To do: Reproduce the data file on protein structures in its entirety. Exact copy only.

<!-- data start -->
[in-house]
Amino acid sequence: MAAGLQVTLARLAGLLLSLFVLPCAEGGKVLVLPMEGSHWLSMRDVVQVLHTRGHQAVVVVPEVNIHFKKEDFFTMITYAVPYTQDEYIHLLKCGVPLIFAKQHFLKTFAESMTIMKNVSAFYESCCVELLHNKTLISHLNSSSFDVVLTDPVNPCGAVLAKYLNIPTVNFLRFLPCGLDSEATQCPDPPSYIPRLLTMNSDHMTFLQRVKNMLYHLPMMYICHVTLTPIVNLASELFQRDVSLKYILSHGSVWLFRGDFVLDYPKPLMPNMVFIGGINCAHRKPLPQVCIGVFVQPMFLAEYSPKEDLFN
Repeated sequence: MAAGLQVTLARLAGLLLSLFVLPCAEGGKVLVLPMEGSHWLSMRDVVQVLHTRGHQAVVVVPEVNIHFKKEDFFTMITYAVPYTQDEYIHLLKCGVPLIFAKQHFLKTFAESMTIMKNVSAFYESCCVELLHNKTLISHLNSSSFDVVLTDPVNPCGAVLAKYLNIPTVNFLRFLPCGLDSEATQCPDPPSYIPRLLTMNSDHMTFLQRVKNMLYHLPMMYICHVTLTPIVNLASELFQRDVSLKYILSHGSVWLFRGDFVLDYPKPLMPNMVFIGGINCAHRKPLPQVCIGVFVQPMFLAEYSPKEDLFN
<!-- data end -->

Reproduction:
[in-house]
Amino acid sequence: MAAGLQVTLARLAGLLLSLFVLPCAEGGKVLVLPMEGSHWLSMRDVVQVLHTRGHQAVVVVPEVNIHFKKEDFFTMITYAVPYTQDEYIHLLKCGVPLIFAKQHFLKTFAESMTIMKNVSAFYESCCVELLHNKTLISHLNSSSFDVVLTDPVNPCGAVLAKYLNIPTVNFLRFLPCGLDSEATQCPDPPSYIPRLLTMNSDHMTFLQRVKNMLYHLPMMYICHVTLTPIVNLASELFQRDVSLKYILSHGSVWLFRGDFVLDYPKPLMPNMVFIGGINCAHRKPLPQVCIGVFVQPMFLAEYSPKEDLFN
Repeated sequence: MAAGLQVTLARLAGLLLSLFVLPCAEGGKVLVLPMEGSHWLSMRDVVQVLHTRGHQAVVVVPEVNIHFKKEDFFTMITYAVPYTQDEYIHLLKCGVPLIFAKQHFLKTFAESMTIMKNVSAFYESCCVELLHNKTLISHLNSSSFDVVLTDPVNPCGAVLAKYLNIPTVNFLRFLPCGLDSEATQCPDPPSYIPRLLTMNSDHMTFLQRVKNMLYHLPMMYICHVTLTPIVNLASELFQRDVSLKYILSHGSVWLFRGDFVLDYPKPLMPNMVFIGGINCAHRKPLPQVCIGVFVQPMFLAEYSPKEDLFN